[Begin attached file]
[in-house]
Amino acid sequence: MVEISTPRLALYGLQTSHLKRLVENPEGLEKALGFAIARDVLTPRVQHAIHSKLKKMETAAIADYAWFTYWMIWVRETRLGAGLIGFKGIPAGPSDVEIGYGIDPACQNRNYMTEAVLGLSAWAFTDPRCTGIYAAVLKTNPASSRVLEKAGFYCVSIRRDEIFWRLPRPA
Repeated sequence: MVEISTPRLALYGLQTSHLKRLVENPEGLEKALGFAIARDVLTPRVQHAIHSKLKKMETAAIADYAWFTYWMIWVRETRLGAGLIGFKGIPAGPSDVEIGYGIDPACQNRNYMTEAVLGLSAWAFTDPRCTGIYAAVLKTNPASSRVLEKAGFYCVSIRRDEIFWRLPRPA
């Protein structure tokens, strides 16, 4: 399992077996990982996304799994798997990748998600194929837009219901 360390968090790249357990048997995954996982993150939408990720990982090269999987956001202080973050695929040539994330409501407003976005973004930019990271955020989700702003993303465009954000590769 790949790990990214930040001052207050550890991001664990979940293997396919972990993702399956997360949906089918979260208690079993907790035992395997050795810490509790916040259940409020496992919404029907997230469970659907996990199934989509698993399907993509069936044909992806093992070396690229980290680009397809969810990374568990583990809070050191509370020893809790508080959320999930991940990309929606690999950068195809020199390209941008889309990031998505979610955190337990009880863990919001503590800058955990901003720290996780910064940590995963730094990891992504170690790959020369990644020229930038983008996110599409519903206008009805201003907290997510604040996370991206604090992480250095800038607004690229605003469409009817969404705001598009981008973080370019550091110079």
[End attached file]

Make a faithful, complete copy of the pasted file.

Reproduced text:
[in-house]
Amino acid sequence: MVEISTPRLALYGLQTSHLKRLVENPEGLEKALGFAIARDVLTPRVQHAIHSKLKKMETAAIADYAWFTYWMIWVRETRLGAGLIGFKGIPAGPSDVEIGYGIDPACQNRNYMTEAVLGLSAWAFTDPRCTGIYAAVLKTNPASSRVLEKAGFYCVSIRRDEIFWRLPRPA
Repeated sequence: MVEISTPRLALYGLQTSHLKRLVENPEGLEKALGFAIARDVLTPRVQHAIHSKLKKMETAAIADYAWFTYWMIWVRETRLGAGLIGFKGIPAGPSDVEIGYGIDPACQNRNYMTEAVLGLSAWAFTDPRCTGIYAAVLKTNPASSRVLEKAGFYCVSIRRDEIFWRLPRPA
């Protein structure tokens, strides 16, 4: 399992077996990982996304799994798997990748998600194929837009219901 360390968090790249357990048997995954996982993150939408990720990982090269999987956001202080973050695929040539994330409501407003976005973004930019990271955020989700702003993303465009954000590769 790949790990990214930040001052207050550890991001664990979940293997396919972990993702399956997360949906089918979260208690079993907790035992395997050795810490509790916040259940409020496992919404029907997230469970659907996990199934989509698993399907993509069936044909992806093992070396690229980290680009397809969810990374568990583990809070050191509370020893809790508080959320999930991940990309929606690999950068195809020199390209941008889309990031998505979610955190337990009880863990919001503590800058955990901003720290996780910064940590995963730094990891992504170690790959020369990644020229930038983008996110599409519903206008009805201003907290997510604040996370991206604090992480250095800038607004690229605003469409009817969404705001598009981008973080370019550091110079």